Actress, poet, trans-advocate
News and Media Articles about Tista.
Information about Umesh Bist's new film "Beyond Reflections"
Photos of Tista from the set of "Beyond Reflections"
Photos at home and at work
More Photos of Tista
Clips from "Beyond Reflections" (New!)
Filmmaker Umesh Bist writes:
Come check out the blog page for BEYOND REFLECTIONS. The site brings together filmmakers, film festivals, film industry and audiences in a way that nobody else can do:
News and Media Articles about Tista:
September 23, 2004: "Gender bender: will and way to
cross over," The Telegraph, Calcutta, India.
November 13, 2004: "Gender truths & candid call," The Telegraph, Calcutta, India.
December 18, 2005: "Trapped By Nature - India's Sex
Change Phenomenon' & 'Trapped By Biology - Breaking the Silence on Sex-Change in
India", NDTV 24X7, India.
April 24, 2006: "Tista’s struggle", The Statesman, Calcutta, India.
August 23, 2006: "Researcher fights for sexual re-orientation," by Sumanta Ray Chaudhuri, in DNA India. "Tista has filed an complaint at Khardah Police Station in North 24 Parganas on August 20 against one Raju Sarma, who allegedly molested her in public."
22, 2007: "Body Search - Umesh Bist, the filmmaker who seeks out biting
reality, scoffs at moral codes with his latest documentary on a transsexual",
Delhi Newsline, Expressindia.com (Article about Umesh Bist's filming
of Tista's story in "Beyond Reflections")
The Telegraph, Calcutta, India
September 23, 2004
Gender bender: will and way to cross over
While youngsters his age were going to college and checking out career options, Sushanto Das was fielding a volley of questions from Rabindra Bharati University, where he had been denied admission, because of his sexuality. While his earlier para friends where enjoying gully cricket, he was dealing with insults from neighbours who took it upon themselves to make his and his family’s life miserable. He was scared, upset and totally at a loss.
Now 29-year-old Sushanto is Tista — confident with a new name, sexuality and identity. Decked in all prettiness in a saree with a hint of lipstick, bangles, bindi and bead jewellery, she is through with her days of apprehension and misery, as she takes up a career in acting.
A transexual woman, Tista, already has two films in her booty. “I had been working as research assistant in Calcutta for a University of Berkeley fellow on gender identity disorder. I had amassed a whole lot of material on the subject and had written a script for a film to deal with the topic.”
When Tista had taken her idea to film-maker Buddhadeb Dasgupta, he made her act in a 25-minute documentary I could not be your son, mom, which was eventually shot partly in her Agarpara home and Calcutta.
“In Buddhada’s movie, I did not have much acting to do. But as I faced the camera for the first time, I realised it was my calling,” says Tista.
Next came Subrata Dutta’s 45-minute film The Third Gender? which was screened at the Bulgaria film festival recently. “I played actress Arunima Ghosh’s friend and confidante. Though the name hints at some ambiguous gender in the film, I was not directly part of that ambiguity. In fact, the name alludes to Arunima’s character in the movie,” says Tista.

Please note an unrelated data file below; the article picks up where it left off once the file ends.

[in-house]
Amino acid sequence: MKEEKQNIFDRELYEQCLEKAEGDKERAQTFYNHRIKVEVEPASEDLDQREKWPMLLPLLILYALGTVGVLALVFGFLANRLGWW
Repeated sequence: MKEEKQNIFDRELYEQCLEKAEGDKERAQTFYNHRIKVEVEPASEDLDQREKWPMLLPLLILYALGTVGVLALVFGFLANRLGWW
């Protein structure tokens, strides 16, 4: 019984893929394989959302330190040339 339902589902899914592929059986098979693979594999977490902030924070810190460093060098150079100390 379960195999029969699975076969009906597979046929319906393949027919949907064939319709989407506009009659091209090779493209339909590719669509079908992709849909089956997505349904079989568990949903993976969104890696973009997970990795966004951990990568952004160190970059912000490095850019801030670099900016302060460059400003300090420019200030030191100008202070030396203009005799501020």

Right now, Tista is getting ready to act alongside June Maliah in Shankho Ghosh’s full-length feature film Ebong Fera and telefilm Naari, where she plays a college girl. “While I was scared about how I would look on screen, my directors always pacified me saying, it was their duty to see to it. So my priority remains now to improve my acting skills,” she explains.
Having had positive responses from some of Calcutta’s well-known theatre companies, Tista has finally decided to join Shaonli Mitra’s Panchambaidik. “I start rehearsals from next week,” she says, adding, “I had been an active member of Akashbani’s Golpodadur Ashor when I was a kid. After I turned 14, a fresh audition saw me through to Yubabani. I still enjoy reciting poetry at functions,” she explains as she narrates a couplet from her own book of poetry, Noshto Podaboli, published by Prothom Aalo.
Flush with excitement of having signed a contract for acting in Akash Bangla’s series Sahityer Sera Somoy, Tista is also getting ready with a book on her life, which she will call Shudhu Hridoyer Jonyo.
The Telegraph, Calcutta, India
November 13, 2004
Gender truths & candid call
A STAFF REPORTER
“When she first came to me for counselling, she was at a loss. And look at her now…” exclaimed psychologist Suparna Das.
She was talking of Tista, a transexual woman, who, held over 50 academics spellbound for over three hours with her lecture on Gender Identity Disorder (GID) recently.
The lecture, organised by Eastern Zonal Psychological Association at Rajabazar College, was the first-of-its-kind in Calcutta and Tista, 29, was in her element talking about her disorder — the historical and social background and conditions along with her own dilemmas during her conversion from Sushanto to Tista.
“Though we do not get many patients like Tista who want to change their sex, the very few that we come across, tend to be of immense intensity,” explains Suvra Chunder, secretary, Eastern Zonal Psychological Association.